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QDRO/After Tax Money


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When dividing an account with after-tax basis pursuant to a QDRO, what happens to the tax basis. Does the QDRO need to, or can the QDRO, specify this? If the QDRO is silent, is the basis split pro-rata? For example, say you have a 50%/50% split and the participant has $8000 in basis. After the split, does the alternate payee have $4000 in basis and the original participant also have $4000 in basis?

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That's a pretty good question.

Just my non-lawyer opinion, but it might be hasty to assume a pro-rata split. For example, suppose all the after-tax money was contributed before the marriage, it might not be appropriate to do any split. If possible, the participant might want to consider having the QDRO modified to remove any ambiguity.

I'm a retirement actuary. Nothing about my comments is intended or should be construed as investment, tax, legal or accounting advice. Occasionally, but not all the time, it might be reasonable to interpret my comments as actuarial or consulting advice.

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According to the legislative history of the Retirment Equity Act of 1984, the after tax contributions and attirrbutable income are supposed to be divided up in the same ratio as the division of assets in the plan, e.g., if spouse gets 40% of plan assets the spouse gets 40% of a/t contributions.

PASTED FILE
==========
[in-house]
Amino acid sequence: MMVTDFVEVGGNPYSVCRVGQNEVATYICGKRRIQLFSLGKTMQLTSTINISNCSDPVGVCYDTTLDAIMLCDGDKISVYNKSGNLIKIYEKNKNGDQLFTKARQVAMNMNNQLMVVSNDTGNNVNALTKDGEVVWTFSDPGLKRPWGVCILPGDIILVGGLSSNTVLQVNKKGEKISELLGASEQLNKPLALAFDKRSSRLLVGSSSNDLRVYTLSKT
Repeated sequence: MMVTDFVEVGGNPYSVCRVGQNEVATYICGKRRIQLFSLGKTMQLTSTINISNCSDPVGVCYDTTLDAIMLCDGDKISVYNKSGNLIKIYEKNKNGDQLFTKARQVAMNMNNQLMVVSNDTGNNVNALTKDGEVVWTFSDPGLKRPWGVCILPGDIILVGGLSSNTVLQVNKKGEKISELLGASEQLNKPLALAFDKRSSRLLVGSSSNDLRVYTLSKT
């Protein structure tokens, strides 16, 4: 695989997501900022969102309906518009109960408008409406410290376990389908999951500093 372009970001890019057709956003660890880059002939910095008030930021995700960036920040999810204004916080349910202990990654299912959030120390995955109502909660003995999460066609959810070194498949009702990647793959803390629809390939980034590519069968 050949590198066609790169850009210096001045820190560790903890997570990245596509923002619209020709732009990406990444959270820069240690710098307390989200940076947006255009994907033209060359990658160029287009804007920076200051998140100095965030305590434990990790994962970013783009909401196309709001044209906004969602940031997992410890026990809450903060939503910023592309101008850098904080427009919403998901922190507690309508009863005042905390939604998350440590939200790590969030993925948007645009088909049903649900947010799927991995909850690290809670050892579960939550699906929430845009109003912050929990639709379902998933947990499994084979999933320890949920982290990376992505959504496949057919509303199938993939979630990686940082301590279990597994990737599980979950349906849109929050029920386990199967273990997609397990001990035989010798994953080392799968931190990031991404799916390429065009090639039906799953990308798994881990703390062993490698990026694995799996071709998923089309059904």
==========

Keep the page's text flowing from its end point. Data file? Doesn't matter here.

mjb

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The text of IRC section 72(m)(10) is:

"(10)Determination of investment in the contract in the case of qualified domestic relations orders

Under regulations prescribed by the Secretary, in the case of a distribution or payment made to an alternate payee who is the spouse or former spouse of the participant pursuant to a qualified domestic relations order (as defined in section 414(p)), the investment in the contract as of the date prescribed in such regulations shall be allocated on a pro rata basis between the present value of such distribution or payment and the present value of all other benefits payable with respect to the participant to which such order relates."

Don't know if the IRS has issued any regs (proposed or otherwise) on this section.

I'm a retirement actuary. Nothing about my comments is intended or should be construed as investment, tax, legal or accounting advice. Occasionally, but not all the time, it might be reasonable to interpret my comments as actuarial or consulting advice.

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